During the era of George Bush and the increasingly widespread use of torture by the CIA and their associates, often at secretive blacksites located on the soil of repressive regimes, the debate as to the effectiveness of torture raged throughout the media. As much as the supporters of the Bush administration and others – predominantly on the right – remained staunch advocates of torture (or “enhanced interrogation” as it became euphemistically known), the reality remained clear: torture doesn’t work.
Not that this fact was problemmatic for the supporters of the use of torture working in America’s entertainment industry – Jack Bauer tortured his way through episode after episode of 24 and found it to be hugely effective. Now, hot off her Oscar-winning success with US military recruitment video The Hurt Locker, Katheryn Bigelow’s Zero Dark Thirty manages to serve up yet another ringing Hollywood endorsement for torture in a film that claims to be “faithful to the facts”, “truthful”, “journalistic”, and “living history” even as it wilfully distorts the facts.
There has already been a great deal of debate over Zero Dark Thirty‘s endorsement of torture, more specifically how the film depicts torture as being instrumental in locating the courier who then leads them to Usama bin Laden. If not torture itself, then the mere threat of torture elicits pertinent information from detainees – any claims that Bigelow’s film doesn’t suggest torture works are thoroughly dispelled within the first hour. Despite the fact that the acting director of the CIA and the chairmen of both the Senate Intelligence and the Senate Armed Services Committees have publicly stated that torture played no role, Zero Dark Thirty leaves the audience believing the exact opposite – as a work of unashamed propaganda it is virtually unrivalled.
Propaganda aside (and there’s plenty more that can be said about the official narrative over the alleged killing of bin Laden, which I discussed at the time in the appropriately titled article Osama bin Laden: The Movie), Zero Dark Thirty is an unexceptional piece of filmmaking – an often langorously-paced procedural thriller, lacking in tension (not least because we’ve all seen the narrative played out on the mainstream news) and shot in the handheld vérité style which has become a cliché of the genre. All of the characters are one-dimensional: the CIA agents are professional, intelligent and committed to the task at hand, while the Arabs are almost uniformly amoral villains hell-bent on attacking Americans. We learn little from the movie about their motives – only a television showing an interview with Mayor Bloomberg after the alleged attempted Times Square bombing offers viewers a hint: “They hate us for our freedoms.” When the CIA’s Pakistani branch station chief’s name is made public following a lawsuit related to a Predator drone killing children, and an angry mob gathers outside the building, Zero Dark Thirty places its sympathy with the CIA – the context of dead innocent civilians isn’t worthy of consideration.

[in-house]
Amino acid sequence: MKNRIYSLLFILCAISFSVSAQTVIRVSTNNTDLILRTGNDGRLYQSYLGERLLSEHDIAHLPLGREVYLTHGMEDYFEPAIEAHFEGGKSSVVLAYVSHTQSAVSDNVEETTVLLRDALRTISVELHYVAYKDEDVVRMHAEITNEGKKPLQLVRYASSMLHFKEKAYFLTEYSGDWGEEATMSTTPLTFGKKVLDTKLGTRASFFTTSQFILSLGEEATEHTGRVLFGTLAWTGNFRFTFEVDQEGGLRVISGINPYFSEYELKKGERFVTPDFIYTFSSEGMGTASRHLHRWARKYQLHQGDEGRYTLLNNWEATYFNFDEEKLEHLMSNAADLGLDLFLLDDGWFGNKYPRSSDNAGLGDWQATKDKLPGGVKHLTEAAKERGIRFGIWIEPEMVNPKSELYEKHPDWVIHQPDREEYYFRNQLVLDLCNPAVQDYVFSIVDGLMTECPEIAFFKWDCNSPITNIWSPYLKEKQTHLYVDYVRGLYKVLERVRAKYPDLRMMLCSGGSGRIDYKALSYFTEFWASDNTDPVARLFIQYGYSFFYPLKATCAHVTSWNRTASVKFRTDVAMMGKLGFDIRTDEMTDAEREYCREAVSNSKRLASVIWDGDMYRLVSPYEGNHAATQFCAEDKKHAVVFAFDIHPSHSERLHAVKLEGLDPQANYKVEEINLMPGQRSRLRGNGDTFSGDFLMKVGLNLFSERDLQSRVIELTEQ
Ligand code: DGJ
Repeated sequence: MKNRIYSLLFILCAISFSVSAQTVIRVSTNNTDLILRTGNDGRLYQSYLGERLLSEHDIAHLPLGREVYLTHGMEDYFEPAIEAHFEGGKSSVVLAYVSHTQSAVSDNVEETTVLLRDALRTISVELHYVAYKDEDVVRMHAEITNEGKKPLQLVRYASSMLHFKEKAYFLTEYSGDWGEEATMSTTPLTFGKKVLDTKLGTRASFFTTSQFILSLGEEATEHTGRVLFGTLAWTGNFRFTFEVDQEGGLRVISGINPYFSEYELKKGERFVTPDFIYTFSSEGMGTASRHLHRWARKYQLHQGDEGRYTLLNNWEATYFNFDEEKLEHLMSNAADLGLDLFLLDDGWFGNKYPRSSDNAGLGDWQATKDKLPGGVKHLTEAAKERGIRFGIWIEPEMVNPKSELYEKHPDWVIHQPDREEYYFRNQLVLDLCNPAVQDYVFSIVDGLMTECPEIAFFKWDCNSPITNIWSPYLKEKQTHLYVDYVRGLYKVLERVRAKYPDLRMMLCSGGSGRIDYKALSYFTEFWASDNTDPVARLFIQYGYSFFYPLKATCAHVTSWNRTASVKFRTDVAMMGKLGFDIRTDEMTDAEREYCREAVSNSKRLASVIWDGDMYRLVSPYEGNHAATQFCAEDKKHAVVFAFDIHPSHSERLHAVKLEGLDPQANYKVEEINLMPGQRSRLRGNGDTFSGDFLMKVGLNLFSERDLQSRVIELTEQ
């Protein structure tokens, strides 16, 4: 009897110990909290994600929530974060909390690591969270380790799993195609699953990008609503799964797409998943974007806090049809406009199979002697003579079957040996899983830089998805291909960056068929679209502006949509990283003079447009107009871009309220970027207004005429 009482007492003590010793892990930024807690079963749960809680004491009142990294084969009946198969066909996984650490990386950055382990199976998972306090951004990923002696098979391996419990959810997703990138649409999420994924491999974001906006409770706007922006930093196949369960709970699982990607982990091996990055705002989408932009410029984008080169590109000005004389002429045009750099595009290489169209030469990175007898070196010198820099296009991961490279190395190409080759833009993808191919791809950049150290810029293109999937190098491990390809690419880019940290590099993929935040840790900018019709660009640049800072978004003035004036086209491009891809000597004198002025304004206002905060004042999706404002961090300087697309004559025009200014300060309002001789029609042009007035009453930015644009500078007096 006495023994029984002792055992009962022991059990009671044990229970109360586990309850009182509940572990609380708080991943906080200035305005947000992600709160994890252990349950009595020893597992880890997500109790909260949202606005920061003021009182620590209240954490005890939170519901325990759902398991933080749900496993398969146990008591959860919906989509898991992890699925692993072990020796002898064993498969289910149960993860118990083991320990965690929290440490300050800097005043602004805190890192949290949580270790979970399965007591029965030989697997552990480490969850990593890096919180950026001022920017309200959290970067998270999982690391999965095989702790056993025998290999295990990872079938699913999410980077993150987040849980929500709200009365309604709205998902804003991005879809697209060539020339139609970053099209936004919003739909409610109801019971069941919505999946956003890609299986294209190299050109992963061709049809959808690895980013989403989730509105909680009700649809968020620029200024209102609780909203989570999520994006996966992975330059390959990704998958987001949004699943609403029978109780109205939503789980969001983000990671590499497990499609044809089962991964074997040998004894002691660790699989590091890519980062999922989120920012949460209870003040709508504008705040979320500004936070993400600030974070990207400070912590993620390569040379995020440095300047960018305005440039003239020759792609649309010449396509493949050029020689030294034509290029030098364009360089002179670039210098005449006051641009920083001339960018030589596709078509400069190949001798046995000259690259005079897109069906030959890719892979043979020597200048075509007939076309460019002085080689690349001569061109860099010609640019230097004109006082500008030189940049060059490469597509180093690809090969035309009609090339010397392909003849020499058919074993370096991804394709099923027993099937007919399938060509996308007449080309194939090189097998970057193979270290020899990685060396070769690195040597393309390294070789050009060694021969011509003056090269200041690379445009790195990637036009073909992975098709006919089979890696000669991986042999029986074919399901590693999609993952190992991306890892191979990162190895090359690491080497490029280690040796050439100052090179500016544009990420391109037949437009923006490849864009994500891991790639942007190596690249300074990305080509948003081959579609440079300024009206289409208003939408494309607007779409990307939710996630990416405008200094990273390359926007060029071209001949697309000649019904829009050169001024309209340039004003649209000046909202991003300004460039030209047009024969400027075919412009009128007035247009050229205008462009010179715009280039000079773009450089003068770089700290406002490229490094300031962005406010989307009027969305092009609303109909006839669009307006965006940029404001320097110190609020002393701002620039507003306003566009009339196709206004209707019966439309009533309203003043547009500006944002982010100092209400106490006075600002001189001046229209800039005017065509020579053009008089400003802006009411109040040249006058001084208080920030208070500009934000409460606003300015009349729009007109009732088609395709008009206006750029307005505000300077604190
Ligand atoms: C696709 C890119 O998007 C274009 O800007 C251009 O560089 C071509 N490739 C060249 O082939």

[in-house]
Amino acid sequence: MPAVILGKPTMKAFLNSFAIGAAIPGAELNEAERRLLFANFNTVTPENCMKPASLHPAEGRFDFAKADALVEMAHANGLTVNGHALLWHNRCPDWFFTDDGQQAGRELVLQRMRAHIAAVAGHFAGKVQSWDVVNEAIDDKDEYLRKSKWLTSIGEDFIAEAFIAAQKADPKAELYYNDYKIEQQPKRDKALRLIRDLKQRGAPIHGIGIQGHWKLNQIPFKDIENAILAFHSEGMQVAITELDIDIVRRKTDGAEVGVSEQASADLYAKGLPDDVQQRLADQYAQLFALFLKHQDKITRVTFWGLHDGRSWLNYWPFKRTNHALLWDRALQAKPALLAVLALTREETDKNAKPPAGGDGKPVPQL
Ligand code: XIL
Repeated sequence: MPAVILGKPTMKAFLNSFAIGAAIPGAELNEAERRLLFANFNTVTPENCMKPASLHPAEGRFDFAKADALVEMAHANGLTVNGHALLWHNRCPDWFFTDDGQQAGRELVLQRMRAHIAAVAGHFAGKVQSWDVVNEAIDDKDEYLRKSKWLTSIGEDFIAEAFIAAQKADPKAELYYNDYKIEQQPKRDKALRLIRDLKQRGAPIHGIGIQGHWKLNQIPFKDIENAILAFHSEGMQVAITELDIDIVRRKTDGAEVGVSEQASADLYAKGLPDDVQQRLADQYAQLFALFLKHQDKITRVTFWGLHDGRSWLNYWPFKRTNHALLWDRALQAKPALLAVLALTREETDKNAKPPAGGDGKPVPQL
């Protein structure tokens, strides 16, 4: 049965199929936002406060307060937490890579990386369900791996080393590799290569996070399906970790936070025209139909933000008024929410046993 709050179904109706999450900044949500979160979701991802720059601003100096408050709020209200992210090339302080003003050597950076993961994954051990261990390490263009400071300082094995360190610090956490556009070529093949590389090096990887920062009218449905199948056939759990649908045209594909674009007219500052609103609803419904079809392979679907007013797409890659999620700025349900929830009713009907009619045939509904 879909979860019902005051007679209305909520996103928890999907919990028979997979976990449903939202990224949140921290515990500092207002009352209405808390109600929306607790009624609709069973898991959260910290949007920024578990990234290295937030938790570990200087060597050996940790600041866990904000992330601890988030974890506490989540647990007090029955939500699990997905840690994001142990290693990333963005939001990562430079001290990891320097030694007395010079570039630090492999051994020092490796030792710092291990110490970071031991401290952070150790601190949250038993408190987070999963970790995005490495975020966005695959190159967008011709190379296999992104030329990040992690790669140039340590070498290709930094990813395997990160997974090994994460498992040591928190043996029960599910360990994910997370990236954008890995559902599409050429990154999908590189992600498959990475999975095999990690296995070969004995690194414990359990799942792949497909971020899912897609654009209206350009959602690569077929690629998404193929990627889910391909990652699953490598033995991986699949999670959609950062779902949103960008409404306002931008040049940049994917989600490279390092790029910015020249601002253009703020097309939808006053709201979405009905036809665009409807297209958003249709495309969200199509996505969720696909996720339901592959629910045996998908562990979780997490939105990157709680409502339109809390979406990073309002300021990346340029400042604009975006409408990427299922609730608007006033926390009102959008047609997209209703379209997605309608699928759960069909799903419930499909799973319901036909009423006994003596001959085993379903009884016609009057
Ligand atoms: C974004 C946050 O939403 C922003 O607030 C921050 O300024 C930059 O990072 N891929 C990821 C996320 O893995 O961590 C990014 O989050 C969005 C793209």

None of which is at all surprising when you consider the close cooperation between the CIA and the filmmakers during the production of Zero Dark Thirty. An uncritical portrayal of the world from the perspective of the CIA is to be expected when the intelligence agency played a key role in the narrative, corresponding frequently with producer/writer Mark Boal and welcoming the director at the headquarters at Langley. Just as Top Gun represented Hollywood at its most jingoistic (and saw recruitment go into overdrive), so too is Zero Dark Thirty a blatant product of the American military industrial complex, painting a black and white image of the world of “us” and “them”, “good” and “bad” even as it cheerleads for human rights abuses and extrajudicial murder.
Since the furor over the depiction of torture has been doing the rounds in the media, writer Mark Boal has responded to the criticisms with the following statement: “It’s a movie. I’ve been saying from the beginning it’s a movie. That shouldn’t be too confusing. It’s in cinemas, and if it’s not totally obvious, a CIA agent wasn’t really an Australian that was on a lot of TV shows, and Jessica Chastain isn’t really a CIA agent; she’s a very talented actress. But I think most American audiences understand that.” Aside from the fact that prior to the release of Zero Dark Thirty the makers were touting it as a work of “journalism” based on “facts” (as Glen Greenwald noted in his excellent article in The Guardian, “You can’t claim you’re doing journalism and then scream “art” to justify radical inaccuracies.”), Boal misses the fundamental point about how movies such as this do have a considerable impact on how Americans view the actions of their nation on the global arena – particularly when the film presents itself as an accurate reenactment of real events. Given that Zero Dark Thirty has received largely glowing reviews across the board and is up for a string of awards, it seems much fairer to assume that American audiences will largely lap it up uncritically, the perception of “American values” viewed through the prism of the entertainment industry reinforced rather than challenged.